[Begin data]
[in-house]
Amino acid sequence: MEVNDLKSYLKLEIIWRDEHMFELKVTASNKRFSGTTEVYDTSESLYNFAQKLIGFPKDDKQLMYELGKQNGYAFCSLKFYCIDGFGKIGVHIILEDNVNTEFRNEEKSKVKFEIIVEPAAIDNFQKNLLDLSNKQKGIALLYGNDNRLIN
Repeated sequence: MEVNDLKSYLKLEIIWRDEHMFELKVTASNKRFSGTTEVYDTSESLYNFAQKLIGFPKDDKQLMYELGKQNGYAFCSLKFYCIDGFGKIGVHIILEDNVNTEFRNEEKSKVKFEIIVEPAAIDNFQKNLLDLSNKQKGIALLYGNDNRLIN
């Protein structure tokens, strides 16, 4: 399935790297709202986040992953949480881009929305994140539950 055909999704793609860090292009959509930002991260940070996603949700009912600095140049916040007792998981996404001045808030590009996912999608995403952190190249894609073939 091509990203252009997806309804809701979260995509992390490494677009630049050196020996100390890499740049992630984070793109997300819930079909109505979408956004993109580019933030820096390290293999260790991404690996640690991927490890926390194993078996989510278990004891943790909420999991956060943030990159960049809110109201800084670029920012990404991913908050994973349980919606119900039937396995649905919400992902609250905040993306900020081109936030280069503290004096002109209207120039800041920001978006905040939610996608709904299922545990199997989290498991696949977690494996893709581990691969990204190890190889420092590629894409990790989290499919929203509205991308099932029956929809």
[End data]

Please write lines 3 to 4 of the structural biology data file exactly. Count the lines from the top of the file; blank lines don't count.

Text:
Repeated sequence: MEVNDLKSYLKLEIIWRDEHMFELKVTASNKRFSGTTEVYDTSESLYNFAQKLIGFPKDDKQLMYELGKQNGYAFCSLKFYCIDGFGKIGVHIILEDNVNTEFRNEEKSKVKFEIIVEPAAIDNFQKNLLDLSNKQKGIALLYGNDNRLIN
């Protein structure tokens, strides 16, 4: 399935790297709202986040992953949480881009929305994140539950 055909999704793609860090292009959509930002991260940070996603949700009912600095140049916040007792998981996404001045808030590009996912999608995403952190190249894609073939 091509990203252009997806309804809701979260995509992390490494677009630049050196020996100390890499740049992630984070793109997300819930079909109505979408956004993109580019933030820096390290293999260790991404690996640690991927490890926390194993078996989510278990004891943790909420999991956060943030990159960049809110109201800084670029920012990404991913908050994973349980919606119900039937396995649905919400992902609250905040993306900020081109936030280069503290004096002109209207120039800041920001978006905040939610996608709904299922545990199997989290498991696949977690494996893709581990691969990204190890190889420092590629894409990790989290499919929203509205991308099932029956929809």